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Asked & Answered

A&A is a searchable database of questions posed by users like you about their rights under open government laws and First Amendment safeguards that have been answered by FAC’s attorneys—all First Amendment and government access specialists at Bryan Cave Leighton Paisner, LLP, an international law firm with offices in San Francisco.

A&A: Can a School Board Restrict Recording of a Meeting to a Designated Area?

Q: Can a school board allow the public to record the meeting only from a certain designated area in the back of the room? Or can a person record from their seat outside the designated area if they are not disrupting the meeting at any time? A: Cal. Gov. Code § 54953.5 provides: “Any person attending an open and public meeting of a legislative body of a local agency shall have the right to record the proceedings with an audio or video recorder or a still or motion picture camera in the absence of a reasonable finding by the legislative

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A&A: Despite New Laws, My Request for Police Body Camera Footage Has Been Repeatedly Denied

Q: In light of SB 1421 and AB 748, I submitted a request to the city and the police department for the body camera footage and internal affairs investigation report of an incident that happened at my home involving the discharge of a firearm at a person (me) by a peace officer and the use of extreme excessive force. My requests were denied by both the city and the police department. I have been told by the police department that the body camera footage I requested doesn’t exist, altough by law they are required to retain the footage for a minimum of

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A&A: How can I Access Information On a Parolee in California

Q: I’m trying to find out how to access a record from the parole office to determine the date a certain parolee absconded. Can you help? Is there a sample letter for making a request? A: While I did not locate any law directly addressing the California Public Records Act and specific details within parole records (such as date of absconsion), the presumption is that records held by government agencies are subject to disclosure under the PRA unless some exemption applies. For information regarding arrestees, Police are required to release “[t]he full name and occupation of every individual arrested by the agency,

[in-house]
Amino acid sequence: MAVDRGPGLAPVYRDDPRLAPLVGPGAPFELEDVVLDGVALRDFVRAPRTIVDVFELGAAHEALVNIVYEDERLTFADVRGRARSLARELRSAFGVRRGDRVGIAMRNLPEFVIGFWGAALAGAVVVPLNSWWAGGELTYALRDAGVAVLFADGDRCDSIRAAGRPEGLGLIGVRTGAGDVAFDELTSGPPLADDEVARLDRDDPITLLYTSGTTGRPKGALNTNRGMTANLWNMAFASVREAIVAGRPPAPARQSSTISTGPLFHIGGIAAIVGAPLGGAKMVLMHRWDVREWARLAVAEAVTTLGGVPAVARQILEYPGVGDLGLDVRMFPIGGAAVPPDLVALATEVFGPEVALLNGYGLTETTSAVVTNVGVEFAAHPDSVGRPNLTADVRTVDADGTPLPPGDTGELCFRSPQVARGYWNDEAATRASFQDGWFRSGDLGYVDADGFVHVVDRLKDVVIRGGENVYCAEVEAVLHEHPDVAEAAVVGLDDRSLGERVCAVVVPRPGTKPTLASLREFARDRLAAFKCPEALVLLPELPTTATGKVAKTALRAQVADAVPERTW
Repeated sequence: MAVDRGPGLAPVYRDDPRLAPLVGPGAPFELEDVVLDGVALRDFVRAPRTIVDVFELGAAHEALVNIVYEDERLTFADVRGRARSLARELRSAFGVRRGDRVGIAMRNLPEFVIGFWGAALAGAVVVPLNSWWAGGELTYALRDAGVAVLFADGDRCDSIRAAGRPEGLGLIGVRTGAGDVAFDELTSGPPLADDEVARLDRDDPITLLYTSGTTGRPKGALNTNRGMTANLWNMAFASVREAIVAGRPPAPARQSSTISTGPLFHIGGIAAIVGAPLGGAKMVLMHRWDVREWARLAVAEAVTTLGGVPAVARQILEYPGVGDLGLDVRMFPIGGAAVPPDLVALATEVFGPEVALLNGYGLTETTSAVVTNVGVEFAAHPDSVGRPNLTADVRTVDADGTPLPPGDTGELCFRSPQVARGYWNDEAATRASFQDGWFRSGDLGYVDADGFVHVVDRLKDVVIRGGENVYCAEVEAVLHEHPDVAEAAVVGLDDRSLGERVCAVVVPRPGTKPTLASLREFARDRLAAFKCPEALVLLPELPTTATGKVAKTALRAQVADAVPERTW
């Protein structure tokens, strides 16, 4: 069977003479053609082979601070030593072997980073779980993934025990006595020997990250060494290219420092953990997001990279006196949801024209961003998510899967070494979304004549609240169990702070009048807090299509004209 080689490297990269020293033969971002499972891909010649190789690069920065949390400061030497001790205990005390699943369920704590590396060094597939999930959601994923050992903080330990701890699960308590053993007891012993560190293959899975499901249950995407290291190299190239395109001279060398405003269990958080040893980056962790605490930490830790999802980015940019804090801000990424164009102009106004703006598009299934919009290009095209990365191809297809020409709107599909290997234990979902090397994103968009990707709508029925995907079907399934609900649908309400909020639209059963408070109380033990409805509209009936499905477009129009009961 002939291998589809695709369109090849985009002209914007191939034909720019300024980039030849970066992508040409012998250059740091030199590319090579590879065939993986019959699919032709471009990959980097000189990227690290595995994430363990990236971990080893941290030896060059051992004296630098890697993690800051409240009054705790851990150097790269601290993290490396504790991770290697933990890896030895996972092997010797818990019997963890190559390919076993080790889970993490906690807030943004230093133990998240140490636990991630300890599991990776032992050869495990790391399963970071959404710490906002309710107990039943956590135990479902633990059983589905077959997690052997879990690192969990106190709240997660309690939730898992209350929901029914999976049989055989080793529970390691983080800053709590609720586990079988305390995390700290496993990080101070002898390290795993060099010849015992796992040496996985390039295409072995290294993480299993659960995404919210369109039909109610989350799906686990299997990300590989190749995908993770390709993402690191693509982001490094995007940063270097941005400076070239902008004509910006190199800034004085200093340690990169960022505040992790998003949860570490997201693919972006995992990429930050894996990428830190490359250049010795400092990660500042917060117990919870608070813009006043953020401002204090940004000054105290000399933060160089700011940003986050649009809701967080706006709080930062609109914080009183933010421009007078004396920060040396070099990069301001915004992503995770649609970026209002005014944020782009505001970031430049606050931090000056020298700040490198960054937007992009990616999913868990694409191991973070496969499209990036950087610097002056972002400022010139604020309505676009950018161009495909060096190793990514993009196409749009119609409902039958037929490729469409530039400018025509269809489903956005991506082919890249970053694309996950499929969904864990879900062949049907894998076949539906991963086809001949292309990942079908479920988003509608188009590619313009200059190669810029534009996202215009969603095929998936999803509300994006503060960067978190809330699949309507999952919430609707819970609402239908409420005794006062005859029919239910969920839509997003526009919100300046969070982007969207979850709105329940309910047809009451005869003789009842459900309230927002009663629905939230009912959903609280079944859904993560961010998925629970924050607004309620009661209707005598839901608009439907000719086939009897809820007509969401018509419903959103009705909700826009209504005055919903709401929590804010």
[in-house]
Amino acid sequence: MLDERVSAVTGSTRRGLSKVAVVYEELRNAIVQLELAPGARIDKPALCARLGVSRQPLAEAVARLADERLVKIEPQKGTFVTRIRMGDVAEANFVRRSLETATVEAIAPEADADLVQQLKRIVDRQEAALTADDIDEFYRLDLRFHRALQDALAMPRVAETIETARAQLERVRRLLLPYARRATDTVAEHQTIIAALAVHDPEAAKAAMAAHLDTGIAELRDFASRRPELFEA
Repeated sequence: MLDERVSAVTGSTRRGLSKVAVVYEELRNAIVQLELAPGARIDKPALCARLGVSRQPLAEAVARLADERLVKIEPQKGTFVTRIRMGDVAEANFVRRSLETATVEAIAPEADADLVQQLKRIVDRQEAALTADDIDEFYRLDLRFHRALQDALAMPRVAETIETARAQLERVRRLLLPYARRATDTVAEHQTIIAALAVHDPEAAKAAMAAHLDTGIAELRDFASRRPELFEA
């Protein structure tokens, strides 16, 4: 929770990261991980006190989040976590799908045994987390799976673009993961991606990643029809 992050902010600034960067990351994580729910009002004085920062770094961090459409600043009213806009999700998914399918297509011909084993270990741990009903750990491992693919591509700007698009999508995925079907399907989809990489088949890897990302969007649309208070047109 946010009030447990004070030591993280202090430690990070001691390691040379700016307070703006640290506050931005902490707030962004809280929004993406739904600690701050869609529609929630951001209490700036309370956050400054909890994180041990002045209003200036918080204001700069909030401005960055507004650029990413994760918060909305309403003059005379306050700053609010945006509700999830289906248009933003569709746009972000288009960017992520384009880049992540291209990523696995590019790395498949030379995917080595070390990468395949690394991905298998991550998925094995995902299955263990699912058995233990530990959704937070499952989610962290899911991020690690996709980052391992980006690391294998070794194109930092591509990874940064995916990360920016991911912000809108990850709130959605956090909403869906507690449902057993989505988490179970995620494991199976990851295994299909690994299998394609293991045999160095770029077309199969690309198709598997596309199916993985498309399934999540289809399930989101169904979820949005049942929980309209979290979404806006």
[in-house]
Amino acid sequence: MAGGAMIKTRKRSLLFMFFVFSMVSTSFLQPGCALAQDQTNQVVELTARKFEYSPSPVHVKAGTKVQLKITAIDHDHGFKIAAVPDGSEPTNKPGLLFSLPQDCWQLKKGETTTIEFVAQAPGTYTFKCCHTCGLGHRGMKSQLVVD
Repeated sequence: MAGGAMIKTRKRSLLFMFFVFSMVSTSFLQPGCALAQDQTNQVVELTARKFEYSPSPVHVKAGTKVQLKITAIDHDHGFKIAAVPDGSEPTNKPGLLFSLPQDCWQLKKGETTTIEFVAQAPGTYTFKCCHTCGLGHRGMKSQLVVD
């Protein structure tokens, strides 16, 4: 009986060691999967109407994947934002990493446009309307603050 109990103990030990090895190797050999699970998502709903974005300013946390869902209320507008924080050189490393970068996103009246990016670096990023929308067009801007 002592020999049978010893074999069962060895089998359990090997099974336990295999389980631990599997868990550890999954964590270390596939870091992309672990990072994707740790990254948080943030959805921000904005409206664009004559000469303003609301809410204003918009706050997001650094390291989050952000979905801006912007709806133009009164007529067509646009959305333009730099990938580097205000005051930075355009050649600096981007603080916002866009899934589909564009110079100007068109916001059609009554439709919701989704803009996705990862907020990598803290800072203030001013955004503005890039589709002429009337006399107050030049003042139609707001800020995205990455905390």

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A&A: Sheriff Denied My Request For Data From Automated License Plate Readers

Q: My local sheriff recently denied my request for information related to Automated License Plate Readers (ALPRs). I would appreciate any advice you might have about a remedy. A: As you know, the California Public Records Act (CPRA) sets forth the rules and procedures governing information disclosures made by public agencies, including sheriff’s departments. Public records are open to inspection by members of the public unless they are exempt from disclosure by express exemptions codified in the Act. Cal. Gov. Code § 6253. The CPRA contains a broad exemption for police investigatory records. Specifically, Cal. Gov. Code § 6254(f) exempts

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A&A: COVID-19 Prohibition On Public Gatherings Prevented Me From Speaking to the Public

Q: I’m a federal whistleblower who’s been shut out of a local board of supervisors public meeting due to the COVID-19 pandemic and new laws disallowing public gatherings. Therefore I was denied the chance to go on the record to the public about county officials polluting millions of gallons of stormwater. How can I redress this wrong? A: As a general matter, the public must be permitted to attend any meeting governed by the Brown Act. Cal. Gov. Code § 54953(a). However, in March, Governor Newsom issued executive orders N-25-20 and N-29-20, which temporarily suspended any Brown Act requirements “expressly or impliedly requiring the physical presence of

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A&A: Does City Council’s Rule Against Holding Up Signs At Meetings Violate the First Amendment?

Q: City council meeting attendees have been told they can’t hold up signs. The mayor told people not to talk or to take their conversations outside. If residents in the audience even whisper to one another, a police officer walks over and tells them to stop talking or leave. Recently a resident wrote to the city attorney that this violated the First Amendment rights.  The city attorney sent him a copy of the Municipal Code saying disrupting a council meeting is a misdemeanor and he would enforce it.  Before the public comment portion of the meeting, the mayor reads an

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